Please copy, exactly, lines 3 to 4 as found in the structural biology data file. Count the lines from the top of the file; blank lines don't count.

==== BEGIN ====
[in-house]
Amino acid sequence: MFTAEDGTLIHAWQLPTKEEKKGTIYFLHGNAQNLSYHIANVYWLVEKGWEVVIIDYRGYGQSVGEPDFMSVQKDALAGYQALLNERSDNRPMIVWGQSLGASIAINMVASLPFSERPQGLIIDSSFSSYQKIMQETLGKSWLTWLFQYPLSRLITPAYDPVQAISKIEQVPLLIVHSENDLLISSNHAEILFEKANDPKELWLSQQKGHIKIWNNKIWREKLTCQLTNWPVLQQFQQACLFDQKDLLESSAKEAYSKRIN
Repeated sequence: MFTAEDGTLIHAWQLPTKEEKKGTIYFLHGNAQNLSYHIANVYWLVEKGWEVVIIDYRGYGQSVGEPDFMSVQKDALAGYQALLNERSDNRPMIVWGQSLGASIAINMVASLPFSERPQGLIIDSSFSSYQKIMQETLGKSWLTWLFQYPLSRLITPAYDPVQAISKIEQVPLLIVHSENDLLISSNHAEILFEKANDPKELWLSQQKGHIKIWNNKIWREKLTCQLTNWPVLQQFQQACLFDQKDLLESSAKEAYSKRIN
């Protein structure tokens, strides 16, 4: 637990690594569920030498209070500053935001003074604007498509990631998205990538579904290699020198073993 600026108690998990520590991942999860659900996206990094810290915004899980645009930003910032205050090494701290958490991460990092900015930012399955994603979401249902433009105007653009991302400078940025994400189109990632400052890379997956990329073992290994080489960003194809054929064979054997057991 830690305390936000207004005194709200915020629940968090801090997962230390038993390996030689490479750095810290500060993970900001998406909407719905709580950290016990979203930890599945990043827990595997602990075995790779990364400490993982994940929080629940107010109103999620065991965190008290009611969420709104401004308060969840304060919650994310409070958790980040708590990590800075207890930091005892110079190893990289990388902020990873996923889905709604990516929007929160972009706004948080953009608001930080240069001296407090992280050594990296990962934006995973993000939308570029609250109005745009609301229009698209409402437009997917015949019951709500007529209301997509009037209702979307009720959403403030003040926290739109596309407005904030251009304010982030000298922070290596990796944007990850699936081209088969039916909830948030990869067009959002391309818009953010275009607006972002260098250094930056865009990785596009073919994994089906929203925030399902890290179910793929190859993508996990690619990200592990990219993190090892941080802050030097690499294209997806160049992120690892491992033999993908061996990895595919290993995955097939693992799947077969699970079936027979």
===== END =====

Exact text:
Repeated sequence: MFTAEDGTLIHAWQLPTKEEKKGTIYFLHGNAQNLSYHIANVYWLVEKGWEVVIIDYRGYGQSVGEPDFMSVQKDALAGYQALLNERSDNRPMIVWGQSLGASIAINMVASLPFSERPQGLIIDSSFSSYQKIMQETLGKSWLTWLFQYPLSRLITPAYDPVQAISKIEQVPLLIVHSENDLLISSNHAEILFEKANDPKELWLSQQKGHIKIWNNKIWREKLTCQLTNWPVLQQFQQACLFDQKDLLESSAKEAYSKRIN
């Protein structure tokens, strides 16, 4: 637990690594569920030498209070500053935001003074604007498509990631998205990538579904290699020198073993 600026108690998990520590991942999860659900996206990094810290915004899980645009930003910032205050090494701290958490991460990092900015930012399955994603979401249902433009105007653009991302400078940025994400189109990632400052890379997956990329073992290994080489960003194809054929064979054997057991 830690305390936000207004005194709200915020629940968090801090997962230390038993390996030689490479750095810290500060993970900001998406909407719905709580950290016990979203930890599945990043827990595997602990075995790779990364400490993982994940929080629940107010109103999620065991965190008290009611969420709104401004308060969840304060919650994310409070958790980040708590990590800075207890930091005892110079190893990289990388902020990873996923889905709604990516929007929160972009706004948080953009608001930080240069001296407090992280050594990296990962934006995973993000939308570029609250109005745009609301229009698209409402437009997917015949019951709500007529209301997509009037209702979307009720959403403030003040926290739109596309407005904030251009304010982030000298922070290596990796944007990850699936081209088969039916909830948030990869067009959002391309818009953010275009607006972002260098250094930056865009990785596009073919994994089906929203925030399902890290179910793929190859993508996990690619990200592990990219993190090892941080802050030097690499294209997806160049992120690892491992033999993908061996990895595919290993995955097939693992799947077969699970079936027979």